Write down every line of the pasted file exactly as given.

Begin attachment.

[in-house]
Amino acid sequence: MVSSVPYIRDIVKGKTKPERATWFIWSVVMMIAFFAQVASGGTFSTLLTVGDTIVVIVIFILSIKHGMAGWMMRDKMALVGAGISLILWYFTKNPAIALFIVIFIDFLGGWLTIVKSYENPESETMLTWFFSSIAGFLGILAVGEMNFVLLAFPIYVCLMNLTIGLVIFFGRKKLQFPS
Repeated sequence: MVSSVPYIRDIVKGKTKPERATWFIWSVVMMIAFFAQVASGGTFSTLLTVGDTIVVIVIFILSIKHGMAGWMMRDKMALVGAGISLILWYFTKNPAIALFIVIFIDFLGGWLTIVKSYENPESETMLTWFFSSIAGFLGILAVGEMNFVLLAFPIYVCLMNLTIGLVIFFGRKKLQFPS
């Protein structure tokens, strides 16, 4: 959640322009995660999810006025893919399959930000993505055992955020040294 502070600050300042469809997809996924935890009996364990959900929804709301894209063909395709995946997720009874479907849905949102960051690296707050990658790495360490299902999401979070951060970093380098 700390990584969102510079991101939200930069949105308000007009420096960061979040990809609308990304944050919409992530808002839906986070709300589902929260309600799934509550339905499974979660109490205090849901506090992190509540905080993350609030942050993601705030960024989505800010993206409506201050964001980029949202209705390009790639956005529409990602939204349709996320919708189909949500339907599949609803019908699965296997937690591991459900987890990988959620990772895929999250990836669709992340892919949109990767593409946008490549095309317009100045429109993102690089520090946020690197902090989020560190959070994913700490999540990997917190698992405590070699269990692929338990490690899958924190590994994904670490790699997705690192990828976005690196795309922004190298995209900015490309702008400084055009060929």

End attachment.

[in-house]
Amino acid sequence: MVSSVPYIRDIVKGKTKPERATWFIWSVVMMIAFFAQVASGGTFSTLLTVGDTIVVIVIFILSIKHGMAGWMMRDKMALVGAGISLILWYFTKNPAIALFIVIFIDFLGGWLTIVKSYENPESETMLTWFFSSIAGFLGILAVGEMNFVLLAFPIYVCLMNLTIGLVIFFGRKKLQFPS
Repeated sequence: MVSSVPYIRDIVKGKTKPERATWFIWSVVMMIAFFAQVASGGTFSTLLTVGDTIVVIVIFILSIKHGMAGWMMRDKMALVGAGISLILWYFTKNPAIALFIVIFIDFLGGWLTIVKSYENPESETMLTWFFSSIAGFLGILAVGEMNFVLLAFPIYVCLMNLTIGLVIFFGRKKLQFPS
């Protein structure tokens, strides 16, 4: 959640322009995660999810006025893919399959930000993505055992955020040294 502070600050300042469809997809996924935890009996364990959900929804709301894209063909395709995946997720009874479907849905949102960051690296707050990658790495360490299902999401979070951060970093380098 700390990584969102510079991101939200930069949105308000007009420096960061979040990809609308990304944050919409992530808002839906986070709300589902929260309600799934509550339905499974979660109490205090849901506090992190509540905080993350609030942050993601705030960024989505800010993206409506201050964001980029949202209705390009790639956005529409990602939204349709996320919708189909949500339907599949609803019908699965296997937690591991459900987890990988959620990772895929999250990836669709992340892919949109990767593409946008490549095309317009100045429109993102690089520090946020690197902090989020560190959070994913700490999540990997917190698992405590070699269990692929338990490690899958924190590994994904670490790699997705690192990828976005690196795309922004190298995209900015490309702008400084055009060929």